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FDA Tells Senate Subcommittee Full Funding is ‘Absolutely Critical’ for FSMA Success

Sept16FDA-hearingIt’s an oft-heard statement from officials at the Food and Drug Administration: The Food Safety Modernization Act (FSMA) requires sufficient funding allocated by Congress in order to be a success.

The testimony that Acting FDA Commissioner Stephen Ostroff and Deputy Commissioner for Foods and Veterinary Medicine Michael Taylor gave before the Senate Agriculture Appropriations Subcommittee on Wednesday was no different, although the discussion was not wholly focused on funding.

“The request that we made for this fiscal year for FSMA implementation, from my perspective, is absolutely critical to its success,” Ostroff said.

The president’s budget request for fiscal year 2016 asks for a $109.5-million increase for FDA. Earlier this summer, the House and Senate Appropriations Committees allocated $41.5-million and $45-million increases, respectively, for FDA’s food safety activities.

“We do know, without question, that unless we receive the total amount of the request, that something is going to have to give in some aspect of what we’re doing,” Ostroff said. The consequence would be “some incredibly difficult choices.”

Subcommittee Chairman Jerry Moran (R-KS) said that FSMA funding is a priority of his, and that although the subcommittee hasn’t been able to meet the president’s budget request, if the amount of money they have to work with changes, “we’re interested in reviewing and reprioritizing based upon what the needs are of FDA and others.”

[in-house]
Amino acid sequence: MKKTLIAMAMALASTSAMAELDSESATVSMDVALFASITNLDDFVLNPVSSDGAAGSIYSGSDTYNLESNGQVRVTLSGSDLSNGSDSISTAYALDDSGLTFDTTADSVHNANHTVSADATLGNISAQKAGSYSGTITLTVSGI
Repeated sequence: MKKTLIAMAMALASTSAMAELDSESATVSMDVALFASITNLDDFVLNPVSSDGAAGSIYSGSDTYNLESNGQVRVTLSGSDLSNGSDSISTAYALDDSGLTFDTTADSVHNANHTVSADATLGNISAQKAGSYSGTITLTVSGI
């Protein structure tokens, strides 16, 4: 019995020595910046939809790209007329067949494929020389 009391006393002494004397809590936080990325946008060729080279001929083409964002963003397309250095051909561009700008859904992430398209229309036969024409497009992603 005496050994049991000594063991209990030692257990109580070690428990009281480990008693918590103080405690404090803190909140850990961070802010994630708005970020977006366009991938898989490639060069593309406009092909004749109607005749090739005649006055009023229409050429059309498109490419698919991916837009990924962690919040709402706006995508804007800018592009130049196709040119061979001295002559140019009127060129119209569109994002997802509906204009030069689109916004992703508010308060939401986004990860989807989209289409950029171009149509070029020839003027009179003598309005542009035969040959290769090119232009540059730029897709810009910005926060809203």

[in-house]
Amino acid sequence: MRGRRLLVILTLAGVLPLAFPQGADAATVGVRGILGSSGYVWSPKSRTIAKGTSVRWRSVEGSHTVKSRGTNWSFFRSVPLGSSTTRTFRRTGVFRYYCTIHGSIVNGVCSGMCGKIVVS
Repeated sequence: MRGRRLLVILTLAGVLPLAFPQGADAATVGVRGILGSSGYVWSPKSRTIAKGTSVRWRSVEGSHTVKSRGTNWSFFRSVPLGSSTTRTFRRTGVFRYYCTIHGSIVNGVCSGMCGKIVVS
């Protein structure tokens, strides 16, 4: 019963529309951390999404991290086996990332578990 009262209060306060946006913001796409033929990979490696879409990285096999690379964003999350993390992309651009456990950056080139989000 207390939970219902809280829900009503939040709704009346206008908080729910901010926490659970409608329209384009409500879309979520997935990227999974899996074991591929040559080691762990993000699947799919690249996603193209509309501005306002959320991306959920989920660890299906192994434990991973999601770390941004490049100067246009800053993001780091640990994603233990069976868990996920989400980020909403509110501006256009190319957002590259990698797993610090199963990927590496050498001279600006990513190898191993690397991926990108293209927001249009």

Moran, who asked nearly all of the questions during the 90-minute hearing, wanted to know whether there are opportunities to reprioritize existing spending due to the implementation of FSMA.

“Are there any savings to occur?” he asked.

The short answer is “no.”

“This is not going to require fewer people to be successful,” Ostroff offered.

“It doesn’t mean we can stop spending the money that’s needed to support that workforce,” Taylor said. “We have to, in fact, invest in it so it can work in this modern, prevention-oriented way, in a much more sophisticated regulatory framework. It’s redeployment as opposed to adding on resources on top of resources that are still deployed doing the old thing.”

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